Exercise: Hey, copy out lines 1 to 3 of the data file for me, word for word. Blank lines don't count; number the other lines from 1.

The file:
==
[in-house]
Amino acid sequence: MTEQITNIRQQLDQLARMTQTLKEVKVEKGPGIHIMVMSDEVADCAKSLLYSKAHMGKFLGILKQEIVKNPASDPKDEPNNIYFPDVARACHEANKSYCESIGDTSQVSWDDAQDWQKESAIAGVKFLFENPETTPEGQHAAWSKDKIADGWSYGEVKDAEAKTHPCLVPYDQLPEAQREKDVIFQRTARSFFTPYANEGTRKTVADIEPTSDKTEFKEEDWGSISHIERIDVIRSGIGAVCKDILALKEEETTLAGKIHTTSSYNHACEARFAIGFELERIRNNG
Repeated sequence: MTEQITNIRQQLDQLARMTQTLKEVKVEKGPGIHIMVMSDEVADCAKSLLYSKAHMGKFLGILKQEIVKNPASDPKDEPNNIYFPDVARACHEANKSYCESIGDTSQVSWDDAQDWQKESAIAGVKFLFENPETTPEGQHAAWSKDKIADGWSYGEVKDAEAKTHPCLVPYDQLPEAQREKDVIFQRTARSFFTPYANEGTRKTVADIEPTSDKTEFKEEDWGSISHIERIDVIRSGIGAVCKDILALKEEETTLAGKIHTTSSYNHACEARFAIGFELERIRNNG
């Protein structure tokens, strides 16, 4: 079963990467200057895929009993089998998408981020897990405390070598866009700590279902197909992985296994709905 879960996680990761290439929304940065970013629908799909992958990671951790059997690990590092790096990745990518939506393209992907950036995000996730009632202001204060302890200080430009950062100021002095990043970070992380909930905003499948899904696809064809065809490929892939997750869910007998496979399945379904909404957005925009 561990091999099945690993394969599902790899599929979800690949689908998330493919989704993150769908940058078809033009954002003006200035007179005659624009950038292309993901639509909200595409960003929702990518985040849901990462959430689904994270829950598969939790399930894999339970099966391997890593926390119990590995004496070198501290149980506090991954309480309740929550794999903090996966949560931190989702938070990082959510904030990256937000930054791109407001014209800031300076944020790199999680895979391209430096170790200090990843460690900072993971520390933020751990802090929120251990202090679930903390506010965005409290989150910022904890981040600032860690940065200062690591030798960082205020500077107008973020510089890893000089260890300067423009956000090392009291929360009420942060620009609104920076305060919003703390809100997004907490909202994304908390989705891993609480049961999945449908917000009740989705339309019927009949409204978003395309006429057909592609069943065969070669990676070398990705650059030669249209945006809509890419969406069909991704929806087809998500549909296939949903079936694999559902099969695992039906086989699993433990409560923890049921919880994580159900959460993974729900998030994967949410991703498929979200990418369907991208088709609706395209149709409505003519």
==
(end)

[in-house]
Amino acid sequence: MTEQITNIRQQLDQLARMTQTLKEVKVEKGPGIHIMVMSDEVADCAKSLLYSKAHMGKFLGILKQEIVKNPASDPKDEPNNIYFPDVARACHEANKSYCESIGDTSQVSWDDAQDWQKESAIAGVKFLFENPETTPEGQHAAWSKDKIADGWSYGEVKDAEAKTHPCLVPYDQLPEAQREKDVIFQRTARSFFTPYANEGTRKTVADIEPTSDKTEFKEEDWGSISHIERIDVIRSGIGAVCKDILALKEEETTLAGKIHTTSSYNHACEARFAIGFELERIRNNG
Repeated sequence: MTEQITNIRQQLDQLARMTQTLKEVKVEKGPGIHIMVMSDEVADCAKSLLYSKAHMGKFLGILKQEIVKNPASDPKDEPNNIYFPDVARACHEANKSYCESIGDTSQVSWDDAQDWQKESAIAGVKFLFENPETTPEGQHAAWSKDKIADGWSYGEVKDAEAKTHPCLVPYDQLPEAQREKDVIFQRTARSFFTPYANEGTRKTVADIEPTSDKTEFKEEDWGSISHIERIDVIRSGIGAVCKDILALKEEETTLAGKIHTTSSYNHACEARFAIGFELERIRNNG